Mumbai Diary: Friday Dossier
The city - sliced, diced and served with a dash of sauce
Lying in hope
A child rests on a hammock at a camp that migrant workers looking to return to Tamil Nadu have set up, in Mahim on Thursday. Pic/Suresh Karkare
Guess who came to dinner
Rishi Kapoor at the Kapadia household when he went for dinner
The world lost not just a distinguished actor, but also a passionate foodie when Rishi Kapoor passed away yesterday. His family also alluded to that side of his in the public statement they put out after his death. But Kapoor didn't just like to eat. He even helped out youngsters trying to gain a foothold in the F&B industry, as was the case with Munaf Kapadia of The Bohri Kitchen. He shared that he'd once delivered food to the Kapoor household in Bandra and been introduced to the family in October 2017. The late actor had paid Kapadia a visit at his home in Colaba once after that, and left a genuine impact on what was then a small business, a family enterprise with a few people, which would take on one-off catering assignments.
"He had a meal with my parents and was very respectful towards them, when it was especially a big deal for them since he was their childhood star. I discussed artificial intelligence with him. It was that kind of an experience, you know? He was the first person who evaporated the Bollywood barrier for me and created a window that led to many opportunities over the years, from investments to more people from films," Kapadia told this diarist about a person who had as big a heart as he had an appetite.
Not giving a damn
Irrfan Khan (left) and Papa CJ at the interview
Tom Hanks once famously said in an interview that he always thought he was the coolest guy in the room, until Irrfan Khan walked in. But apart from this unflappable demeanour, what made Khan an endearing human being is how he had no airs about himself. Comedian Papa CJ discovered this when he once conducted a lengthy interview with the actor in 2016. "The most beautiful thing I learnt from that interview is that as human beings, our journey is inward. He was so honest and open, and offered such an insight into his mind — from his parents to childhood and right up to death," he told this diarist. Ironically, the last question in that interview — which had been conducted before Khan was diagnosed with a rare cancer — had been about how he would like to be remembered after his death. His answer? "I don't think about it, and I don't give a damn."
Diners feel at home during lockdown
A recent survey has revealed that people are apprehensive about ordering for food from outside after a pizza delivery boy tested positive for COVID-19. They would much rather cook for themselves at home. Neta App, a technology platform that aims to foster political accountability, said that 91 per cent of those sampled across Indian cities said they preferred to eat in than ask for home delivery. In Mumbai, this figure was 81 per cent. Not just that, 22 per cent of the total respondents also said that they would object if they saw their neighbours getting food delivered. As the app's founder Pratham Mittal said, "Food delivery has suddenly changed from being a personal decision to a community decision."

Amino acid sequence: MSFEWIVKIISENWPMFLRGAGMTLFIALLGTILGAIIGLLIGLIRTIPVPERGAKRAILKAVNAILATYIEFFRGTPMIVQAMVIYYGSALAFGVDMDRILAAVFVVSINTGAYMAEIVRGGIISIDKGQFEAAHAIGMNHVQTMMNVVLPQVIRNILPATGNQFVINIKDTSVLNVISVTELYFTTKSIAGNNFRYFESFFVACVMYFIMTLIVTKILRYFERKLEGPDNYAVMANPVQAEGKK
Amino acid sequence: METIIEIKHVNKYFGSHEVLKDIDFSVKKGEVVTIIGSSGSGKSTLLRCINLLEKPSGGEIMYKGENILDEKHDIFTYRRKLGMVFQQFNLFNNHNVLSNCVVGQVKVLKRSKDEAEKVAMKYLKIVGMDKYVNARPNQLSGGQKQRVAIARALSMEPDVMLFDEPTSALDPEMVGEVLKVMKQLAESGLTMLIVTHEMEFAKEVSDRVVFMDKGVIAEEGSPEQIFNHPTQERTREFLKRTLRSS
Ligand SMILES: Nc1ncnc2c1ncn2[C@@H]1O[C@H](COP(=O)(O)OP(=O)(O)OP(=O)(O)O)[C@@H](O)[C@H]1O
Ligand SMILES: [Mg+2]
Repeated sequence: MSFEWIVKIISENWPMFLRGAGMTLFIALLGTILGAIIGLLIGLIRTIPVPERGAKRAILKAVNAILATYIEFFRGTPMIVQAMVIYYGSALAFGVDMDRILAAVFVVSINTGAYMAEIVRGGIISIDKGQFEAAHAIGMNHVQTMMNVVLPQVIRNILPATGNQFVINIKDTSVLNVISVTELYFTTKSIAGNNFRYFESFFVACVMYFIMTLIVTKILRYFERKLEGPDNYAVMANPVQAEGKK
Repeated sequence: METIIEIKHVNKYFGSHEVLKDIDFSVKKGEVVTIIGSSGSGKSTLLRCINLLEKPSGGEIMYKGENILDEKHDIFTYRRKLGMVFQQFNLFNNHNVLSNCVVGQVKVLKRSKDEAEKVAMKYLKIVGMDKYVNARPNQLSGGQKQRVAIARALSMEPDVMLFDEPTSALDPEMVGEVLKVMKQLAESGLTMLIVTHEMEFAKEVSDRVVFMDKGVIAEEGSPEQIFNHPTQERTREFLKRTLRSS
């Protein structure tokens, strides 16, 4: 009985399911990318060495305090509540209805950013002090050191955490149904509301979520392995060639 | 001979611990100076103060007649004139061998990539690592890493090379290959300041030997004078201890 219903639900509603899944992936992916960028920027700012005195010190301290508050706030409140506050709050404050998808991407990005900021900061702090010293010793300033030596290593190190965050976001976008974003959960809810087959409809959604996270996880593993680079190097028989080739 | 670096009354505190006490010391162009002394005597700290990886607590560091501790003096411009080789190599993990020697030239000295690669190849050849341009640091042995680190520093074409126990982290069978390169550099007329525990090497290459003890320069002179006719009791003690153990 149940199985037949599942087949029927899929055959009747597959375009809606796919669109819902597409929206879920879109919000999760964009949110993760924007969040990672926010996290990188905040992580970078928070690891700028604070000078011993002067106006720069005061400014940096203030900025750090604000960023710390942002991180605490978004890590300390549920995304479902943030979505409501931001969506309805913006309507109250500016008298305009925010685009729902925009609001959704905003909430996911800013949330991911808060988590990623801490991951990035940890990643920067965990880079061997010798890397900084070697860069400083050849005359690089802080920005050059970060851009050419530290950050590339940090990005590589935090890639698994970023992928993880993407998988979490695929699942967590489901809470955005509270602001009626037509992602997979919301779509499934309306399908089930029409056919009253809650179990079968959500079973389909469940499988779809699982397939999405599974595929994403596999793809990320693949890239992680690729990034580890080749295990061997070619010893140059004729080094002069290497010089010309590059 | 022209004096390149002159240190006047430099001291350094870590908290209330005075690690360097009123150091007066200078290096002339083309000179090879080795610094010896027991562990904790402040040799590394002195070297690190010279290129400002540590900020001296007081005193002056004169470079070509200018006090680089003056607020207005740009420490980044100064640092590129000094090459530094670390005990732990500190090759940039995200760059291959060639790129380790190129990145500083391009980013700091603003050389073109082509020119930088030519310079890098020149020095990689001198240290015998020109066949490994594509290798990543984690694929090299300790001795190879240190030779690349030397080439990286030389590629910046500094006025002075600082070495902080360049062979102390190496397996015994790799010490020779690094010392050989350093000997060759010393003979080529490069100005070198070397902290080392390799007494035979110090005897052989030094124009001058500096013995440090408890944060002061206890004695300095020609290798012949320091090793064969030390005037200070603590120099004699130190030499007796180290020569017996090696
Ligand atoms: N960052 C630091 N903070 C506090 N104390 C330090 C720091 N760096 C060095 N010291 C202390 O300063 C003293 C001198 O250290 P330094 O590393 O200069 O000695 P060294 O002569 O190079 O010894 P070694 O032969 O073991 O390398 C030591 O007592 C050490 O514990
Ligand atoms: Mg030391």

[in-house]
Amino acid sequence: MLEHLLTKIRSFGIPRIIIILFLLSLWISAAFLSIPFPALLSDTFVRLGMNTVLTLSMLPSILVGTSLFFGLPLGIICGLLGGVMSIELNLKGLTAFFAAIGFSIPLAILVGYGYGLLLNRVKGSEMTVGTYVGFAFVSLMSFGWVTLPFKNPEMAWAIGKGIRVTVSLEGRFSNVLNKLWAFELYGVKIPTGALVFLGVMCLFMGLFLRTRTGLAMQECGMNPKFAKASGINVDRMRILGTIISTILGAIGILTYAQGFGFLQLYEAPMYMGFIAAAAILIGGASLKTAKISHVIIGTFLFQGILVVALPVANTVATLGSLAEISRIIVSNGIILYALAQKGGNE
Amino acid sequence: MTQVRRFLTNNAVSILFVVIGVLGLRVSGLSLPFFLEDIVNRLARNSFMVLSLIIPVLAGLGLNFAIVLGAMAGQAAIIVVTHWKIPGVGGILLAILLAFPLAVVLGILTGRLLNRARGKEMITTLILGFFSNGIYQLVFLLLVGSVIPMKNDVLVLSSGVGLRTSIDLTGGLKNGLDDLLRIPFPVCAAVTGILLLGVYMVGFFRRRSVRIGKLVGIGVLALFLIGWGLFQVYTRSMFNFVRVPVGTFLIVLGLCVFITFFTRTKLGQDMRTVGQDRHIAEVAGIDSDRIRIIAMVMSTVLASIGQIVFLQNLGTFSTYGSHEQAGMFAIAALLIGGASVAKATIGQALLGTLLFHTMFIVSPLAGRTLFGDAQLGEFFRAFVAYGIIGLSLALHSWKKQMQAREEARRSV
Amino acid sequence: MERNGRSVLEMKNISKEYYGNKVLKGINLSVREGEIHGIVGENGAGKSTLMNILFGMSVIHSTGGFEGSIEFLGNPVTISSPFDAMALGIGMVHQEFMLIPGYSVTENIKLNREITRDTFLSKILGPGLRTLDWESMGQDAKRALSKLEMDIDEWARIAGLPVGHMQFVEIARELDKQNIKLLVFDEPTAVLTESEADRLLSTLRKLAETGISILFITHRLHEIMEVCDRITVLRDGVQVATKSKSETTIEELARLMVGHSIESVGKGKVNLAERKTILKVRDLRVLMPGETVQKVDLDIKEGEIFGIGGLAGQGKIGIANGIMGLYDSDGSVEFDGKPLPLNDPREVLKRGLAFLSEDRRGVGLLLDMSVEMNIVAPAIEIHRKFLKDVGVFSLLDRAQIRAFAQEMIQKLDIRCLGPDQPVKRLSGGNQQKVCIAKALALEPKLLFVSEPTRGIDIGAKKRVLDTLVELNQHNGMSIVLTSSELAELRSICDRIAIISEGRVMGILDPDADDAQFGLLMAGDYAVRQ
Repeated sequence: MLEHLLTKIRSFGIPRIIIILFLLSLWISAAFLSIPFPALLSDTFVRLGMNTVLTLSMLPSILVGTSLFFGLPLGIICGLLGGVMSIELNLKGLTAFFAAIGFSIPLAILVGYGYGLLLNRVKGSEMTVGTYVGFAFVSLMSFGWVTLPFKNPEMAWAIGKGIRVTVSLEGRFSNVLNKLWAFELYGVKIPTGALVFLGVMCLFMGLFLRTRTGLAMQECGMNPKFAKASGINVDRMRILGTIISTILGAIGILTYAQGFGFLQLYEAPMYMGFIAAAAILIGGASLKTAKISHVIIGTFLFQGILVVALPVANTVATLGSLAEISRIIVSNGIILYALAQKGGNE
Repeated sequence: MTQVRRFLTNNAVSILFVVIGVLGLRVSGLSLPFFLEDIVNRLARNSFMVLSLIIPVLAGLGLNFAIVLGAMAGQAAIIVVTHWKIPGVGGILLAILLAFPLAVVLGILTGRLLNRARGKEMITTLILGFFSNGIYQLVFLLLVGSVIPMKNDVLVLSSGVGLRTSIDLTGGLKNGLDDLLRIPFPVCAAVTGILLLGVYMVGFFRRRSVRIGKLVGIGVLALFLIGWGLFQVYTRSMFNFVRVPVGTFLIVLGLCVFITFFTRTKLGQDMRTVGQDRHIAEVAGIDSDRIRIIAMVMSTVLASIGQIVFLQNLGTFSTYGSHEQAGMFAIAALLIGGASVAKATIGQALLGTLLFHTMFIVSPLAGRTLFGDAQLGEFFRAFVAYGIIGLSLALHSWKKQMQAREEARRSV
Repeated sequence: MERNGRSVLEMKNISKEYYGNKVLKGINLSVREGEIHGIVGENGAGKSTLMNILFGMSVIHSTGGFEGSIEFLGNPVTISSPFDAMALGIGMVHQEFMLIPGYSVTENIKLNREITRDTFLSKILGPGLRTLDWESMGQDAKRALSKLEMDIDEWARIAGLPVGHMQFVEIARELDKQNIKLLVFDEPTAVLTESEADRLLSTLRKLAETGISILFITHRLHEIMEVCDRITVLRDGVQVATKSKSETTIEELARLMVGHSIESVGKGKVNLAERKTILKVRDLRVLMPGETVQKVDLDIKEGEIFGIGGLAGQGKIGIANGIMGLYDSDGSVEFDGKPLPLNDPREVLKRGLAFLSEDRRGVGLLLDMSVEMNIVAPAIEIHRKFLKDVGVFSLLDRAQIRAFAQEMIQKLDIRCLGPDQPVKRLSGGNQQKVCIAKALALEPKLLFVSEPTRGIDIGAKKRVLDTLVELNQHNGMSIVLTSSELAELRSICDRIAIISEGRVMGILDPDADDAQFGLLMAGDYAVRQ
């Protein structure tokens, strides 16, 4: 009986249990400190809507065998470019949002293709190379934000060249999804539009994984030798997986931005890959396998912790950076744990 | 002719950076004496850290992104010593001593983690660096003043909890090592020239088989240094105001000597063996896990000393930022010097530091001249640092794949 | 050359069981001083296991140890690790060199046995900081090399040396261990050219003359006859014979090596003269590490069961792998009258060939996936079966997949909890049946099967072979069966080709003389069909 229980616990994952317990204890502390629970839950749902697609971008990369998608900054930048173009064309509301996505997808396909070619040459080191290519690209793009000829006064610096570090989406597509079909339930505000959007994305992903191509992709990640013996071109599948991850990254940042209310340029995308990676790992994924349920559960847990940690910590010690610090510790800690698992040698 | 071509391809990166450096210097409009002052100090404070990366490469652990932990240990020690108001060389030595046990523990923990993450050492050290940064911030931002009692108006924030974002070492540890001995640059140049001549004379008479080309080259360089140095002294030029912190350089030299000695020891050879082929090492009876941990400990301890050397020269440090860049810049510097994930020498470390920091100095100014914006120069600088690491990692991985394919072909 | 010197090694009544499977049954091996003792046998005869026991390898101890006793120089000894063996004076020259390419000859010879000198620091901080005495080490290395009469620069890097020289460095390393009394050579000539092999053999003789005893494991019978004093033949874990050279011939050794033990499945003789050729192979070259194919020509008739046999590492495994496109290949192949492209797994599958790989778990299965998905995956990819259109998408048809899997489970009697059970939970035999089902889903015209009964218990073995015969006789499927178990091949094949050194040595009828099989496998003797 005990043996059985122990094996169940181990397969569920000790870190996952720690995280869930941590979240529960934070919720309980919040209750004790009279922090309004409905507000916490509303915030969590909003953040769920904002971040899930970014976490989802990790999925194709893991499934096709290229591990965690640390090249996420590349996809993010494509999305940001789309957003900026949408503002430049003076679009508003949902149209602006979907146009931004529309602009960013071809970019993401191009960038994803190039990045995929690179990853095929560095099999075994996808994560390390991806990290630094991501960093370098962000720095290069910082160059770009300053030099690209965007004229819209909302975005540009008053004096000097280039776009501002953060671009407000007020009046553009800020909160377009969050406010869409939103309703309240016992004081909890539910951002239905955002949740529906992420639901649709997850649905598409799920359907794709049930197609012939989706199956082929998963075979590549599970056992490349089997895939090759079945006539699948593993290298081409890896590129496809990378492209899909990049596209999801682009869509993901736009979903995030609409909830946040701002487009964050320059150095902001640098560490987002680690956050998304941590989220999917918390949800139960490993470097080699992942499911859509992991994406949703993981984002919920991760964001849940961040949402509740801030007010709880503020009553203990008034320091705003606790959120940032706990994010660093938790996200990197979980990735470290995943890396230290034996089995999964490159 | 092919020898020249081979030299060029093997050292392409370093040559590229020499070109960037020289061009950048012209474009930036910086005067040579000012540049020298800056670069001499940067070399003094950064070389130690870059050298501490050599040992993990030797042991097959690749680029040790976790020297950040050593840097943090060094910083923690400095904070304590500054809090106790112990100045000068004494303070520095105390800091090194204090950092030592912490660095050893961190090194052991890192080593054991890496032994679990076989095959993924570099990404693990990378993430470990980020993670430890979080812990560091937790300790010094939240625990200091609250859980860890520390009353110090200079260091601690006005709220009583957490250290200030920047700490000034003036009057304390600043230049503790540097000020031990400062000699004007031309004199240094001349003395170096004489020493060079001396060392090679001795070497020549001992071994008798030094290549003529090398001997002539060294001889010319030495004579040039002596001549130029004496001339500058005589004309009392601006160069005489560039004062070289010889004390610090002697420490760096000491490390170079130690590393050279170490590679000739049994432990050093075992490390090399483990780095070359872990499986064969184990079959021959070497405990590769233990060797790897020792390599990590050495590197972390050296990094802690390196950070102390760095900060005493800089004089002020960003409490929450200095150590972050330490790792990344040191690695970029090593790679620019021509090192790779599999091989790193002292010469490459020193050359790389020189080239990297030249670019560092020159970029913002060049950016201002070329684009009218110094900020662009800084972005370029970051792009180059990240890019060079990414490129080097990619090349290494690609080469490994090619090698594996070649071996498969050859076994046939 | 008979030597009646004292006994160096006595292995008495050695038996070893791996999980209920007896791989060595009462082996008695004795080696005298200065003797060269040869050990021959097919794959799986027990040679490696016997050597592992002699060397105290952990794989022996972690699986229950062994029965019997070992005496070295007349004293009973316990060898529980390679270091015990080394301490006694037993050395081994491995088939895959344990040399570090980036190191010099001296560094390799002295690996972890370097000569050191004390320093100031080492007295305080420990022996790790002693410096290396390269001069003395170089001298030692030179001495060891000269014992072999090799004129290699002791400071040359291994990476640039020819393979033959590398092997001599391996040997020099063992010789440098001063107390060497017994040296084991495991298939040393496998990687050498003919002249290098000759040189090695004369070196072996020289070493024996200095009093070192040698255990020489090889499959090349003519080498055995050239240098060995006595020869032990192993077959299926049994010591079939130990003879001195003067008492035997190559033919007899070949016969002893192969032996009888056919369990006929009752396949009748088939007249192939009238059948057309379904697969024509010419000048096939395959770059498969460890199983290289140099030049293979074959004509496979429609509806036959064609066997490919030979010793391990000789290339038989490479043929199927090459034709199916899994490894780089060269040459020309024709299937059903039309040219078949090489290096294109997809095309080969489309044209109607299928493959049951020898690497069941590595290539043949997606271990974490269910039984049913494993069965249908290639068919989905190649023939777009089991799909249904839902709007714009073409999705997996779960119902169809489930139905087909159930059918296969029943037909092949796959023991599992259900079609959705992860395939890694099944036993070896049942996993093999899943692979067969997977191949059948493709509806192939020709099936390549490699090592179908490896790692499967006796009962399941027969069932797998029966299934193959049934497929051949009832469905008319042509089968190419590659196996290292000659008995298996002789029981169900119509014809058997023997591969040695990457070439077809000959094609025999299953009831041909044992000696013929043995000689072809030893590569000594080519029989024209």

Free to stream
Made in 2006, Q2P is a documentary that shows how toilets in India are a symbol of caste, class and — most importantly — gender inequality. It was recently chosen as the free film of the month by the Royal Anthropological Institute in the UK. "A toilet is like a little piece of that dream called development. It is a metaphor for the idea of a global city," director and mid-day columnist Paromita Vohra said, adding that there was hardly any information available on the subject when she made the film.
Let's start sharing at the table
One of the bigger sectors that has been hit hard due to the lockdown is the restaurant industry, which is why the National Restaurants Association of India (NRAI) is asking customers to lend a helping hand. It's started an initiative called Rise4Restaurants to give employees and members some succour, and NRAI president Anurag Katriar told us, "The idea is simple. See, we are struggling to pay salaries because there is no income and we don't know when this will end.
So we are telling our guests to buy a `1,000 voucher for `750, out of which you pay `250 right now and the rest later on. Why `250? Because 25 per cent of our sales is towards manpower and this money will go towards helping them out." Log on to r4r.nrai.org for more details.
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